Twin sequential turbochargers? They’re just so now. Here we’re sampling the affordable end of this new wave, in a Vauxhall Vectra. A diesel Vectra in fact, its 1.9-litre oil-burner boosted by a small, high-pressure turbocharger that provides boost to 1800rpm, and a bigger, light-pressure unit that takes over between 1800rpm and 3600rpm.
In practice, the two overlap for a seamless stream of torque, of which a fat 332lb ft gush is available between 1400 and 3600rpm.
But before we tell you how fast that makes a Vectra go, here’s the reason for those twin KKK turbos. A single blower can yield the same peak power of 212bhp but leaves a large hole in the lower end of the torque curve, precisely where the engine operates most often.
Modern turbodiesels, including Vauxhall’s current 150bhp 1.9 CDTi Ecotec, run with a blower sized for compromise between strong mid-range urge – this same motor musters 232lb ft of torque – and ultimate power. Run large and small in tandem and you’ll have the best of both worlds, and still return 47.0mpg on the combined cycle, an amazingly small drop from the 150bhp motor’s 47.9mpg.
And you certainly get some thrust. Vauxhall claims 6.0 seconds to 60mph, while top speed is reined in to 155mph. Remember, we’re talking about a diesel here. Vauxhall showed this car as a concept, painted a vivid blue, at the Birmingham motor show, and we got to try it, admittedly in far-from-finished form, on an airstrip near Frankfurt.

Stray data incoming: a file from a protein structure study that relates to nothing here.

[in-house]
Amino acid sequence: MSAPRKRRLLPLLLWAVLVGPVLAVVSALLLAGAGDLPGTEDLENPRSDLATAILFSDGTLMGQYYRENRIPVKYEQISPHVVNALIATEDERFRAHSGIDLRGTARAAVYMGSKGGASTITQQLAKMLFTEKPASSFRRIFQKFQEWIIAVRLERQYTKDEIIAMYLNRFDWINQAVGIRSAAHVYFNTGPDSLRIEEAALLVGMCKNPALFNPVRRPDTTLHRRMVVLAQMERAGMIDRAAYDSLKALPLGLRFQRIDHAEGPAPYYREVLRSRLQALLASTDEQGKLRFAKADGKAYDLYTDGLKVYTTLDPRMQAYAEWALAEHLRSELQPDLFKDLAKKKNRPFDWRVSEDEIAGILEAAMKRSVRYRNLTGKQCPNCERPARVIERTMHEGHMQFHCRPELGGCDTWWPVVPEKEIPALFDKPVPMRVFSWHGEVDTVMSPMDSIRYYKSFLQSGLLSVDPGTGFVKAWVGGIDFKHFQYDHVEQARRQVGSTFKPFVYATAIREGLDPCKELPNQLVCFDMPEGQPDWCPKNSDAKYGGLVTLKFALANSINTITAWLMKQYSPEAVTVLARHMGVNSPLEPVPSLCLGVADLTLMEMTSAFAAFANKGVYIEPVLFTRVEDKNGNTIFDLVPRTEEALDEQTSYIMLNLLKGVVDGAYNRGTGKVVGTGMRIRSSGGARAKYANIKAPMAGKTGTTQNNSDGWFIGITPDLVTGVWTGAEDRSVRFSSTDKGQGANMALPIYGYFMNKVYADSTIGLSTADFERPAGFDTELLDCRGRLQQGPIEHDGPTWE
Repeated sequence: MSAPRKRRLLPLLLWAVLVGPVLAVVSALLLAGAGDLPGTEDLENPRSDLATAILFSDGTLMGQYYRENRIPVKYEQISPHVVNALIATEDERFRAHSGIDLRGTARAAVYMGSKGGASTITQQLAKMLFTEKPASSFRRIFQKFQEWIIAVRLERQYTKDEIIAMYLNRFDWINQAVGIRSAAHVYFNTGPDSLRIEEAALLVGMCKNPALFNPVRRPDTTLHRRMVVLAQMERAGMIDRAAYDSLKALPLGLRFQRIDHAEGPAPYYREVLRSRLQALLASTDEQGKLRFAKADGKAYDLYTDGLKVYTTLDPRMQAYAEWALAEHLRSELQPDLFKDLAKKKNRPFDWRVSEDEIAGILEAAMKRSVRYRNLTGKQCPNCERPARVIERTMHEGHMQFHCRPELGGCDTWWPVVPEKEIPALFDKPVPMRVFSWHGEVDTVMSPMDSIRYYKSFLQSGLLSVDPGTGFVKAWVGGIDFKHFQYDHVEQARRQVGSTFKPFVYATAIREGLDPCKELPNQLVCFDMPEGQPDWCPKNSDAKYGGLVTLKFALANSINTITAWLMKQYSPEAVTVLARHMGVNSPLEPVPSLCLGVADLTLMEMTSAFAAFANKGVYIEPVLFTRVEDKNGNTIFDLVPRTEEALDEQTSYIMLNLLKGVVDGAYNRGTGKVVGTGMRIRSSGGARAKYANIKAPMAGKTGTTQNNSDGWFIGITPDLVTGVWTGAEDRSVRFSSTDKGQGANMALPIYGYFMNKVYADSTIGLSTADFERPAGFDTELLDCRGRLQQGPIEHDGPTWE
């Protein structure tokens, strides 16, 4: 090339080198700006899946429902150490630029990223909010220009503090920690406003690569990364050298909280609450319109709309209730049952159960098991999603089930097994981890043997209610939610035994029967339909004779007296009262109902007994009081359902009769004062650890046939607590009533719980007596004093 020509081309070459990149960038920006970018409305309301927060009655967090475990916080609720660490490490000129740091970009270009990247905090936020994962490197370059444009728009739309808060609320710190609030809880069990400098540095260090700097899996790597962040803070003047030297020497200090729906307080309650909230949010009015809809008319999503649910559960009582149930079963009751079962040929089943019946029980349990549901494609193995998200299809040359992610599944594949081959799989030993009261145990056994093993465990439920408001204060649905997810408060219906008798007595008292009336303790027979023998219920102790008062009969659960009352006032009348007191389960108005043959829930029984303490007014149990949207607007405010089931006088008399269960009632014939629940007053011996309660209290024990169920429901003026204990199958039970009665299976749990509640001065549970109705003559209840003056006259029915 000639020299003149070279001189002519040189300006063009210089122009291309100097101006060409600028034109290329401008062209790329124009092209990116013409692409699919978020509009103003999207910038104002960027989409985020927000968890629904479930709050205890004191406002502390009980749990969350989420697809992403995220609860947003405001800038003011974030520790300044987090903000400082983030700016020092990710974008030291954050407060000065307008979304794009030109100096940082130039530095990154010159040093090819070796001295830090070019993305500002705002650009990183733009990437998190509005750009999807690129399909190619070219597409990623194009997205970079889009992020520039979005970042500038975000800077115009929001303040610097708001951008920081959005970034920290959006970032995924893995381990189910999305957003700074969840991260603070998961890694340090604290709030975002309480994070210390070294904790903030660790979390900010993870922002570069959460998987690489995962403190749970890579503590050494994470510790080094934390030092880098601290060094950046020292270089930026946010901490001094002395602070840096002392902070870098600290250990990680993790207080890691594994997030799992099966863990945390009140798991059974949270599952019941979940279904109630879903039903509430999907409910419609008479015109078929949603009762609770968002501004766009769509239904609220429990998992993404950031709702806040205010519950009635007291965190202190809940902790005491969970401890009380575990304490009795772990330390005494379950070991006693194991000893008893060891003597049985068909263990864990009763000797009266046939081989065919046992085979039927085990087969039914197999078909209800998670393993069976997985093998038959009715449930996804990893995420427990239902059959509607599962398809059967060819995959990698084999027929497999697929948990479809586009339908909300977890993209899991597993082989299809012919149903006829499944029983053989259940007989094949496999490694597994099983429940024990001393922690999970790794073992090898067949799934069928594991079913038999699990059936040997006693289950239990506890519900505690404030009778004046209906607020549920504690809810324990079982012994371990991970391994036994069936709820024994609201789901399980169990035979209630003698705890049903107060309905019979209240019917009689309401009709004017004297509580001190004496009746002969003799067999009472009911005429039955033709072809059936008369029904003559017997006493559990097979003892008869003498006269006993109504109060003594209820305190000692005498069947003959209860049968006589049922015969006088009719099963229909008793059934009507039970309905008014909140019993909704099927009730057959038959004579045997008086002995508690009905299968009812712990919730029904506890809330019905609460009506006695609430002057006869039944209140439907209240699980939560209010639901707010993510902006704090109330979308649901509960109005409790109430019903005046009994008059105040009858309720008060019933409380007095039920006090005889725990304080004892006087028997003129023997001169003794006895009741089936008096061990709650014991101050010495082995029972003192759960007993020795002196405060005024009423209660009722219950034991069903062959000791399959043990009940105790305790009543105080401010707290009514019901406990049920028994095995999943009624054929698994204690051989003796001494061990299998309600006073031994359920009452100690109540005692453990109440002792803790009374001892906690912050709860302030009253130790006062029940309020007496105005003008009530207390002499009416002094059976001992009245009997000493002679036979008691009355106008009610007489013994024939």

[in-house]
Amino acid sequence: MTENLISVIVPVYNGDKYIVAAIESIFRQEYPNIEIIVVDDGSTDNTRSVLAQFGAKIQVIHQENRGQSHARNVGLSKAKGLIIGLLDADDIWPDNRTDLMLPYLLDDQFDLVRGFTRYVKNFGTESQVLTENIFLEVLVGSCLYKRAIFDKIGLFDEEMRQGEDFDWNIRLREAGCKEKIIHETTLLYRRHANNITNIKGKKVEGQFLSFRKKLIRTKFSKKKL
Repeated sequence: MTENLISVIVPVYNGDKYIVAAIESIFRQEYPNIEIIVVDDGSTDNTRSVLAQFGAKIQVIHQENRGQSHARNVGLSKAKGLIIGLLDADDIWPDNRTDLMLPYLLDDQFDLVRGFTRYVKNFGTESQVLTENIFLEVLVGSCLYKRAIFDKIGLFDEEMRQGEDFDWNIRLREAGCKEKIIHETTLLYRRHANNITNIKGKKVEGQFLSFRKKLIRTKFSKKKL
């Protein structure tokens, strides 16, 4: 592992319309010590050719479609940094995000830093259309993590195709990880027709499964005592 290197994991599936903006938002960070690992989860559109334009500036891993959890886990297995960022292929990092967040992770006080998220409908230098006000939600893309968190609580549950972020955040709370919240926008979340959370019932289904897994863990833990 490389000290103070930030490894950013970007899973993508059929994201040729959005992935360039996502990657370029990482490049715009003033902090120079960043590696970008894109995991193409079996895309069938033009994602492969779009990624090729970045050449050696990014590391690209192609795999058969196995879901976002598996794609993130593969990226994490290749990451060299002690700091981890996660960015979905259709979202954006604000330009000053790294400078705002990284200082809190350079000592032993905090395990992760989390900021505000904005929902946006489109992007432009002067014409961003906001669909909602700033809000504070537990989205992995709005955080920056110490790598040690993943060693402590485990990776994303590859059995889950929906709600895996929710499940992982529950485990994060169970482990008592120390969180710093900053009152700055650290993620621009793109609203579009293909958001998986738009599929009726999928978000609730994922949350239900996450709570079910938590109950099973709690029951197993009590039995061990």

The trouble with wide open spaces like this is that they don’t really provide an accurate sense of speed and acceleration – or don’t until you reach a bend suddenly enough to provoke the Vectra’s understeer-countering ESP.
That was enough to remind us that while the Vectra is rather good at taking corners at considerable speeds, the slightly numb steering of this unfinished car make this an activity that you won’t be pursuing for the hell of it. But the finished article, out early in 2006, will be badged VXR, which will signal the ministrations of Lotus. So there’s a fair chance that this Vectra might be an entertainer.
It will also be more powerful than this car, which was running with 292lb ft of torque rather than 332lb ft to preserve its gearbox – the production version gets a tougher transmission. It will also get a smaller low-rev turbo to sharpen low-rev throttle response, as there was some lag despite the elaborate set-up, and the strategy for blending the efforts of the blowers will be refined, too, the need for which I discovered by opening the glovebox.
Lurking inside was a boost gauge, and while it was a challenge to stare at that, steer the car, deploy full throttle and not crash, I can report that there is indeed a brief dip in pressure part way through the rev range, though it wasn’t very noticeable on the road.
So there’s more development to come, but it’s hard to see how the finished package can fail to impress in terms of performance and economy. With the right kind of fettling under the arches, the diesel Vectra VXR could turn out to be as startling as the blue interior of the concept. And all for around £22,000.